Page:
The Russian military is bracing for the impact that shipments of western tanks will have on the battlefield in Ukraine, and it’s hoping that it can turn some of its unmanned ground vehicles (UGVs) into an effective countermeasure when those Western tanks eventually arrive.
On Thursday, Russian state media reported four Russian-built Marker UGVs have arrived in Ukraine’s eastern Donbas region.
Dmitry Rogozin, a Russian military advisor who previously lead Russia’s Roscosmos space agency, is involved in overseeing the process to outfit the unmanned vehicles to take on enemy tanks.
“The first four Marker robots have arrived in the region strictly on schedule,” Rogozin told Russia’s TASS news agency. “We begin downloading target images and testing algorithms of warfare within a unit of combat robots and installing powerful anti-tank armament.”
The Marker UGV is developed by the Russian technology company Android Technics. The vehicle has been seen in tracked and six-wheel variants.
Russia announced its plans to outfit its Marker UGVs for anti-tank roles just days after the U.S. and several other Western nations announced plans to send tanks to Ukraine.
President Joe Biden announced the U.S. will supply Ukraine with 31 M1 Abrams main battle tanks. Germany, Poland and Canada have pledged 32 Leopard 2 main battle tanks and the United Kingdom has pledged 14 Challenger 2 main battle tanks.
Ukraine’s Ambassador to France Vadym Omelchenko has said other western nations have committed to additional donations that would bring the total number of donated main battle tanks to Ukraine to 321. Omelchenko has not specified which countries would donate their tanks and which tanks they would send.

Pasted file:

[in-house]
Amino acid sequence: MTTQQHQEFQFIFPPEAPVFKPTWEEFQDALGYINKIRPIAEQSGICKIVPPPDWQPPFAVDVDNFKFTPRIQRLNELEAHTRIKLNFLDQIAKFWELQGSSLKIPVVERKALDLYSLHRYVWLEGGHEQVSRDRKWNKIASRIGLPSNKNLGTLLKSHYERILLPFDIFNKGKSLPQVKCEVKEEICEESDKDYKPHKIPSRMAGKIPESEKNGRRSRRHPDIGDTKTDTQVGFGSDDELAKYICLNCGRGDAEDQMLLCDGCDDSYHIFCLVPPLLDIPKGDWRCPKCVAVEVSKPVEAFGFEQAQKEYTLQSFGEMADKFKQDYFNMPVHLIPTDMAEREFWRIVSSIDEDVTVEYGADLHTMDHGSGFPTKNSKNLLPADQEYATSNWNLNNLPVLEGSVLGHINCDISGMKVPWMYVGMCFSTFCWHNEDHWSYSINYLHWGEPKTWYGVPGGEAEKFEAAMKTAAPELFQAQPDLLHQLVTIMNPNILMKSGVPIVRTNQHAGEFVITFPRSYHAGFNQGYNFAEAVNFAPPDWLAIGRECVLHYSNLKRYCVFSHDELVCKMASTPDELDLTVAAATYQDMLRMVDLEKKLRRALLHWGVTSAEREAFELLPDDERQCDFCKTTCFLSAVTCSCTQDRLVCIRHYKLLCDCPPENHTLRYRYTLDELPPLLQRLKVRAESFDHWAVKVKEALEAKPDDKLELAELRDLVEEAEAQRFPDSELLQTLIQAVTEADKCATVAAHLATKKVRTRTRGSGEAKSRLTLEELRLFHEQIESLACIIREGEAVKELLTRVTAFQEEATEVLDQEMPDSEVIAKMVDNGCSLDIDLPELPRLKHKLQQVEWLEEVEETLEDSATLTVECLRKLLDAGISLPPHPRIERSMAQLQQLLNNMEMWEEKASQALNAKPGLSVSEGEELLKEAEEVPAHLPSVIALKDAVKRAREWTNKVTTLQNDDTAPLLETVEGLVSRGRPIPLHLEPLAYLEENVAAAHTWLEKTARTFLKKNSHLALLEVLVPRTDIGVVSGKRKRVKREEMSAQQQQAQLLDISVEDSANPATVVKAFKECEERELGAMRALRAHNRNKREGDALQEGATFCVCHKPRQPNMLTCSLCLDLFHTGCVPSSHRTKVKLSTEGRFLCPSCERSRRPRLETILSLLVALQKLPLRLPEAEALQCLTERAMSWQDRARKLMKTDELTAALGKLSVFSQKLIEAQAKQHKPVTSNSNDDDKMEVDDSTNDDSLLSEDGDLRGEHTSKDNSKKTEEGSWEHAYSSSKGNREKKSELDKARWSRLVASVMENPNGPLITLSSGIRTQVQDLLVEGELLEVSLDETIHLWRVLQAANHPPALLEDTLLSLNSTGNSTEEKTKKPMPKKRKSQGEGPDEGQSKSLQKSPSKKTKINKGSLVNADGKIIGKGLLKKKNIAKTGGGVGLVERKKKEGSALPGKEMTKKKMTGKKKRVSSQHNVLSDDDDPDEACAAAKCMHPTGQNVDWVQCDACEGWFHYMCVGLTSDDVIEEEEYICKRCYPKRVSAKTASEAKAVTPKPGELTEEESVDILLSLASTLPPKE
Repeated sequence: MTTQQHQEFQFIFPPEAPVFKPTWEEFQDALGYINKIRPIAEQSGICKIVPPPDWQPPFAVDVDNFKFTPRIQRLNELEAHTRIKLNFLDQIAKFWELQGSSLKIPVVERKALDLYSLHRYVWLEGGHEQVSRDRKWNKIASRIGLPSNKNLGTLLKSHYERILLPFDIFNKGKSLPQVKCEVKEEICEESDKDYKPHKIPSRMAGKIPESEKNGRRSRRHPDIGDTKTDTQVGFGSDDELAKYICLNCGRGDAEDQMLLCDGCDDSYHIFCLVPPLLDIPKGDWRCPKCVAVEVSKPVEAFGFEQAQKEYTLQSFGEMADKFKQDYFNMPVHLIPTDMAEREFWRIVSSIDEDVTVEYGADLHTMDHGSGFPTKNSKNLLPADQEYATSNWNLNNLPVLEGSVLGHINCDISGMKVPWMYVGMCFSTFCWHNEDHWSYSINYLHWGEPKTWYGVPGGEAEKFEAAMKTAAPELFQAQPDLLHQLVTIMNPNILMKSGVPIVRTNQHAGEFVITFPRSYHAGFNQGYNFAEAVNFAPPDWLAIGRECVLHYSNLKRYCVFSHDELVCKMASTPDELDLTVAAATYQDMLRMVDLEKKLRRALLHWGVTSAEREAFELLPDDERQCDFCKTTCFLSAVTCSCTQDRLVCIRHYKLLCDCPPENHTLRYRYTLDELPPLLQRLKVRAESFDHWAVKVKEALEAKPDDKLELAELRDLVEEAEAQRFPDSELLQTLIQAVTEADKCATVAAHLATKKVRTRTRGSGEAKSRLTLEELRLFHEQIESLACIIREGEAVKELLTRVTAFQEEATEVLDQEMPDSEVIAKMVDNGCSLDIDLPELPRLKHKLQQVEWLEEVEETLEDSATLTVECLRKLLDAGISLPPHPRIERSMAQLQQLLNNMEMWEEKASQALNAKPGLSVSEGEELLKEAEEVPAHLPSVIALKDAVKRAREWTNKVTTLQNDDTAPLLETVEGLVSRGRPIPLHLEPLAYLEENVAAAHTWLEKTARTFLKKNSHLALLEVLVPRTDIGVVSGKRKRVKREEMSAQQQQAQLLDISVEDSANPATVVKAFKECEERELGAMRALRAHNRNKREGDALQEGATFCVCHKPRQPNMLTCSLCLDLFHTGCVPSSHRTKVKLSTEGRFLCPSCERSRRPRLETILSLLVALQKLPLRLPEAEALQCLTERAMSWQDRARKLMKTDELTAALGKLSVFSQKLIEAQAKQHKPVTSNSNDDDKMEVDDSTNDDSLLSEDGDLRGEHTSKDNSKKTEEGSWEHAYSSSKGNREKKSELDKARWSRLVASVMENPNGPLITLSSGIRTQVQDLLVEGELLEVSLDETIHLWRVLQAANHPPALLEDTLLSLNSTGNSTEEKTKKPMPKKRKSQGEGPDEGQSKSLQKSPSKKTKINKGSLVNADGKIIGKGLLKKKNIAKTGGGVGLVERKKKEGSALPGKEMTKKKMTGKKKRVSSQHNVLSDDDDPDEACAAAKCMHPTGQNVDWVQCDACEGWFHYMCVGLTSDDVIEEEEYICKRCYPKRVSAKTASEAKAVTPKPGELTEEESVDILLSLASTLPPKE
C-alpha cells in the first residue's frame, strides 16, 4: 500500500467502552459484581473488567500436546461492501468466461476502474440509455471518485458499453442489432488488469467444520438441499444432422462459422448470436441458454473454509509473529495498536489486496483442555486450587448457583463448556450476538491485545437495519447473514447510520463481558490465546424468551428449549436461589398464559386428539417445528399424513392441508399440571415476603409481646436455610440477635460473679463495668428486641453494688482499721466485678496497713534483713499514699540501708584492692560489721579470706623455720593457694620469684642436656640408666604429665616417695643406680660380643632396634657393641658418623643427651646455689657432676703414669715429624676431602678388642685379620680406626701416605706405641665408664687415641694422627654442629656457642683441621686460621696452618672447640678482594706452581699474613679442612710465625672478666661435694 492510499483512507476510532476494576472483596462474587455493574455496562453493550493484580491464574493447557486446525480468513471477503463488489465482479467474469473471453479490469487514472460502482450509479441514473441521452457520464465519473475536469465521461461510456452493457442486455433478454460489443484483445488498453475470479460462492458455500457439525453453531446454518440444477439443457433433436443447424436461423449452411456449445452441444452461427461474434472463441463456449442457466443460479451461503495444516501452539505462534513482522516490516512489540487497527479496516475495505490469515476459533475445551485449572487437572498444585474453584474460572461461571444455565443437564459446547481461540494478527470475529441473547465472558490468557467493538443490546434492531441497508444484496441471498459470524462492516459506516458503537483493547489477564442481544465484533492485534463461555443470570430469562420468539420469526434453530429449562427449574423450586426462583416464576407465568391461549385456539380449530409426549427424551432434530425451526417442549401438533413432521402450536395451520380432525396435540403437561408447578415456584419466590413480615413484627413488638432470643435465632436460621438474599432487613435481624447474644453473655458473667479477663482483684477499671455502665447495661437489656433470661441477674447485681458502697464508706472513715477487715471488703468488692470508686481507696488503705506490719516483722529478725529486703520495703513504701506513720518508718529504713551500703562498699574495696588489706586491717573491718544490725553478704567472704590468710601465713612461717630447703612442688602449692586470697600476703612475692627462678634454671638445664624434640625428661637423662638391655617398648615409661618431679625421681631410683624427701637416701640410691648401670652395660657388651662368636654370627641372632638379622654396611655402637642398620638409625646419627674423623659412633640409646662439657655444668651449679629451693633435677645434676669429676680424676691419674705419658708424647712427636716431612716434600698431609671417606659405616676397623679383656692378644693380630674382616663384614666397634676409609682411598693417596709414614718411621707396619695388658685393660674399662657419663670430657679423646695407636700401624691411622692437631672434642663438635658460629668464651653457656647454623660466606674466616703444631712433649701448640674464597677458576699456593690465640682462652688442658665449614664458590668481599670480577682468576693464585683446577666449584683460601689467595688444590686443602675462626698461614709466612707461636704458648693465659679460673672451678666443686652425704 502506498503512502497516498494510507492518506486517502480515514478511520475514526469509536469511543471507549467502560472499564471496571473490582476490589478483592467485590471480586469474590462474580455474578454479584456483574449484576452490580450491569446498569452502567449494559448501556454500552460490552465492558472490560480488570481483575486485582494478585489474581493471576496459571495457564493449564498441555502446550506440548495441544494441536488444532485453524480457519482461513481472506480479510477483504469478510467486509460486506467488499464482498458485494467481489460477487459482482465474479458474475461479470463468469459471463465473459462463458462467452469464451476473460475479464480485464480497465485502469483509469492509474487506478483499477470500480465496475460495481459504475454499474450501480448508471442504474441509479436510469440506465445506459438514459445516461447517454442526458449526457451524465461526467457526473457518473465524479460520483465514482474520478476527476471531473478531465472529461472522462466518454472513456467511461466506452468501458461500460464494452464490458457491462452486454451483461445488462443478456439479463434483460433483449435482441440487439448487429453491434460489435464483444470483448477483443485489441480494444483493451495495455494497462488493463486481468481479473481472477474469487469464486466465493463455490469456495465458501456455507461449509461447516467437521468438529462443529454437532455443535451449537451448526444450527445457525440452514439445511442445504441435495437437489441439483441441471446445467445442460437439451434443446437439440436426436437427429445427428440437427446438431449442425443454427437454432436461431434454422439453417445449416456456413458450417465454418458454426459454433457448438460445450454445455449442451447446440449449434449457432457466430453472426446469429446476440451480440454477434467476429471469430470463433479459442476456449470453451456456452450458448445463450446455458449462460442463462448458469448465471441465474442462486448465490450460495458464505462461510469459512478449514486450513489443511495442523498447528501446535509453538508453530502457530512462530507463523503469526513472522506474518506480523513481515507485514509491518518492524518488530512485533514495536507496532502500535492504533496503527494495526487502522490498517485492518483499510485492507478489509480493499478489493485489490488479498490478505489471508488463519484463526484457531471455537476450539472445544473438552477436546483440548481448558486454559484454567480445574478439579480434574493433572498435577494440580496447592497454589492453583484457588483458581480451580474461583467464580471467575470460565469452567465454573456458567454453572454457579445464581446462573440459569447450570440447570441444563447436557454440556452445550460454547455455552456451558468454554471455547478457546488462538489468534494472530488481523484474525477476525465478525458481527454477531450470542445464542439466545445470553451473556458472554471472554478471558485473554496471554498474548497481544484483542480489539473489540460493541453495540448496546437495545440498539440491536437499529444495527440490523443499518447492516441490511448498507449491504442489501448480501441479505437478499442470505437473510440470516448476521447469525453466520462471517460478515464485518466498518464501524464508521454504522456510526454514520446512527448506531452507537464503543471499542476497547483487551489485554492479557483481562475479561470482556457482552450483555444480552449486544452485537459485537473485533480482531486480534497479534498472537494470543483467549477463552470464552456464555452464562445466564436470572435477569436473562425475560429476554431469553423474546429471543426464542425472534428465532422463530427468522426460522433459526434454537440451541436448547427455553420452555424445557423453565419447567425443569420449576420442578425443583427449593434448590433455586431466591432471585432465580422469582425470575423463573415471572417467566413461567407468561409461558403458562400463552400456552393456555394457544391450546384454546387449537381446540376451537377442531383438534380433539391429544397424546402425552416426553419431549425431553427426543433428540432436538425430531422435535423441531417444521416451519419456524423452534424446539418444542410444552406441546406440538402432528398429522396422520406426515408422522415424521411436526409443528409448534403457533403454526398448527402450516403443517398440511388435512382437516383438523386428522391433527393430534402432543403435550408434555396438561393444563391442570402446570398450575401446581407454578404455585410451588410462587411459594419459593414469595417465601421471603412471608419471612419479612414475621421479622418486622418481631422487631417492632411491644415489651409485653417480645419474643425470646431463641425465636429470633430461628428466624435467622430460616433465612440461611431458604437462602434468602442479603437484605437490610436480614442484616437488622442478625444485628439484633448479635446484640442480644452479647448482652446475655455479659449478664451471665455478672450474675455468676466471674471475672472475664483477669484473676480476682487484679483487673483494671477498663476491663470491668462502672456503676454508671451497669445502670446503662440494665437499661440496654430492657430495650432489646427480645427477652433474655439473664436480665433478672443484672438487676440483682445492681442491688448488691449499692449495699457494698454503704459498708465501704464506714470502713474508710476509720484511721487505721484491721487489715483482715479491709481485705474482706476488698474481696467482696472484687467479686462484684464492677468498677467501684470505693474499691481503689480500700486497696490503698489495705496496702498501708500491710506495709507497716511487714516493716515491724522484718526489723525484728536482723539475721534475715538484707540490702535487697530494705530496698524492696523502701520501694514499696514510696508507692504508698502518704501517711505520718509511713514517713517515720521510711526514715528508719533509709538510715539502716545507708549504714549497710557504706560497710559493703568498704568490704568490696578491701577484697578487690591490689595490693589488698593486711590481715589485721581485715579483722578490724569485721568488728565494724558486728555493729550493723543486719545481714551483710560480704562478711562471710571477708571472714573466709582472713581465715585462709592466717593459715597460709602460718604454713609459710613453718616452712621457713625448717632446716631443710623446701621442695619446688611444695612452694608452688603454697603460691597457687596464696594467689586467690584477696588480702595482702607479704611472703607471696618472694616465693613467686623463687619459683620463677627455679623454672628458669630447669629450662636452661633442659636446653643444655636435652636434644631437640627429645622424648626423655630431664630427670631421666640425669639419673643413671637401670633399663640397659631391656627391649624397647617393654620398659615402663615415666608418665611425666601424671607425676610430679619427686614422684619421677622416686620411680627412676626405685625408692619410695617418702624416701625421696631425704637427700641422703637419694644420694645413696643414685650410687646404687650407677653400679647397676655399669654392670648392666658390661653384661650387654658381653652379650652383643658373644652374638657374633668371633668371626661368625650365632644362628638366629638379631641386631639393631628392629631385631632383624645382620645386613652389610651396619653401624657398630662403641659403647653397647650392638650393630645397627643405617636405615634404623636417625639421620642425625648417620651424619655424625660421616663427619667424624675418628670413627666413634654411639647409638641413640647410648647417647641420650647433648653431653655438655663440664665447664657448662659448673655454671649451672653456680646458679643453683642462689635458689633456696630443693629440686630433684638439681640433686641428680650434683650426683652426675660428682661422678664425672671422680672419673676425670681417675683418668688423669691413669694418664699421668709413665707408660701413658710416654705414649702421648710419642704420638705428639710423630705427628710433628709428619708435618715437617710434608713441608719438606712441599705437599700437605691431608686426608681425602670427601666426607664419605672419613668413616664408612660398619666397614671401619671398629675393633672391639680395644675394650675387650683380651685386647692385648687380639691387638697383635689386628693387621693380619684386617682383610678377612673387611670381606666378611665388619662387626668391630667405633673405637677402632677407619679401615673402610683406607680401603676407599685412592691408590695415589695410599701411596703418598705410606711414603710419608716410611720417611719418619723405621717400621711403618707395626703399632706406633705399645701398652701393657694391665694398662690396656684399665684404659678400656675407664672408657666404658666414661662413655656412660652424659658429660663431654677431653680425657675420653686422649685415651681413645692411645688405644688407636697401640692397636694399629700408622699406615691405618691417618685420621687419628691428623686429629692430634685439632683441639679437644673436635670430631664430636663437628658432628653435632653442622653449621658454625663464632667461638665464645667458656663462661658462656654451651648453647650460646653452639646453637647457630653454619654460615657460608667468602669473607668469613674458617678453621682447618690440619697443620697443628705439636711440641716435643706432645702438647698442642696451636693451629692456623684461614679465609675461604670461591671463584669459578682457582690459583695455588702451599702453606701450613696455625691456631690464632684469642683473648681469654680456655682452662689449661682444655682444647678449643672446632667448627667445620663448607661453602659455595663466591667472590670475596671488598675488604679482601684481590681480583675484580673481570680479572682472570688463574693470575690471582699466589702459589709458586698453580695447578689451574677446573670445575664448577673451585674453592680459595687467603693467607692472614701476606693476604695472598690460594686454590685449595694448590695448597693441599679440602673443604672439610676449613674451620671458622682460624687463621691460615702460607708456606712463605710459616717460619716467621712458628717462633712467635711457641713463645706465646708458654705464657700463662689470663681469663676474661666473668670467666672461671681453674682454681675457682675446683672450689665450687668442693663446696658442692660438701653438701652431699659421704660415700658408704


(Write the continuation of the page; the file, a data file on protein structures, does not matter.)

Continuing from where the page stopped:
Various western nations have pledged to give Ukraine dozens of additional up-armored tactical vehicles. Earlier this week, the U.S. began shipping 60 M2 Bradley Infantry Fighting Vehicles (IFVs) to Ukraine. The U.S. has also pledged to provide Ukraine with 90 Stryker armored personnel carriers, 53 mine-resistant ambush protected vehicles (MRAPs) and 350 up-armored Humvees.
On his Telegram channel, Rogozin said Russian forces already conducted some testing with the Marker UGV and said it provides perimeter security at Russia’s Vostochny cosmodrome. Rogozin said the UGVs now “will have to undergo a baptism of fire in the Donbas.”
Russian forces have repeatedly used active conflict zones as arenas to test their new military equipment. In 2018, Russian forces deployed another UGV prototype, known as the Uran-9, to combat zones in Syria. Russian defense officials revealed those tests saw widespread failures for the Uran-9, with vehicles struggling to run beyond 500 meters and, in at least two cases, losing control for up to 1.5 hours.